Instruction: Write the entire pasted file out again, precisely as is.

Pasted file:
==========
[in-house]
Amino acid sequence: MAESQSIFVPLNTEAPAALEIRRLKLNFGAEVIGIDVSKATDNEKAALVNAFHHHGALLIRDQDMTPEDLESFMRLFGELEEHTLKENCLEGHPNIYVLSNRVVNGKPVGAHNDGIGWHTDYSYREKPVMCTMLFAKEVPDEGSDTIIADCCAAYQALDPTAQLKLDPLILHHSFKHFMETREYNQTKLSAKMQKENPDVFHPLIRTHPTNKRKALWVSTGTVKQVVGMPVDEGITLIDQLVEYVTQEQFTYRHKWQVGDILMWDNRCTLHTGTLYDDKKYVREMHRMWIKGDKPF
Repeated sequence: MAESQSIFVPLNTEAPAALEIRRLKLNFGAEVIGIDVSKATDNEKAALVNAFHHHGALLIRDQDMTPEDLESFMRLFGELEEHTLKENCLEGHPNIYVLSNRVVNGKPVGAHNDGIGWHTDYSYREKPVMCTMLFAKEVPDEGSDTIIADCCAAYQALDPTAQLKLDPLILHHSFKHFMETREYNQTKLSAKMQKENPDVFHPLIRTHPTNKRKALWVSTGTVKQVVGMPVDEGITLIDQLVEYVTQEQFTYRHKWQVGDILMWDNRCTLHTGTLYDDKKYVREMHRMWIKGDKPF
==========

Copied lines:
[in-house]
Amino acid sequence: MAESQSIFVPLNTEAPAALEIRRLKLNFGAEVIGIDVSKATDNEKAALVNAFHHHGALLIRDQDMTPEDLESFMRLFGELEEHTLKENCLEGHPNIYVLSNRVVNGKPVGAHNDGIGWHTDYSYREKPVMCTMLFAKEVPDEGSDTIIADCCAAYQALDPTAQLKLDPLILHHSFKHFMETREYNQTKLSAKMQKENPDVFHPLIRTHPTNKRKALWVSTGTVKQVVGMPVDEGITLIDQLVEYVTQEQFTYRHKWQVGDILMWDNRCTLHTGTLYDDKKYVREMHRMWIKGDKPF
Repeated sequence: MAESQSIFVPLNTEAPAALEIRRLKLNFGAEVIGIDVSKATDNEKAALVNAFHHHGALLIRDQDMTPEDLESFMRLFGELEEHTLKENCLEGHPNIYVLSNRVVNGKPVGAHNDGIGWHTDYSYREKPVMCTMLFAKEVPDEGSDTIIADCCAAYQALDPTAQLKLDPLILHHSFKHFMETREYNQTKLSAKMQKENPDVFHPLIRTHPTNKRKALWVSTGTVKQVVGMPVDEGITLIDQLVEYVTQEQFTYRHKWQVGDILMWDNRCTLHTGTLYDDKKYVREMHRMWIKGDKPF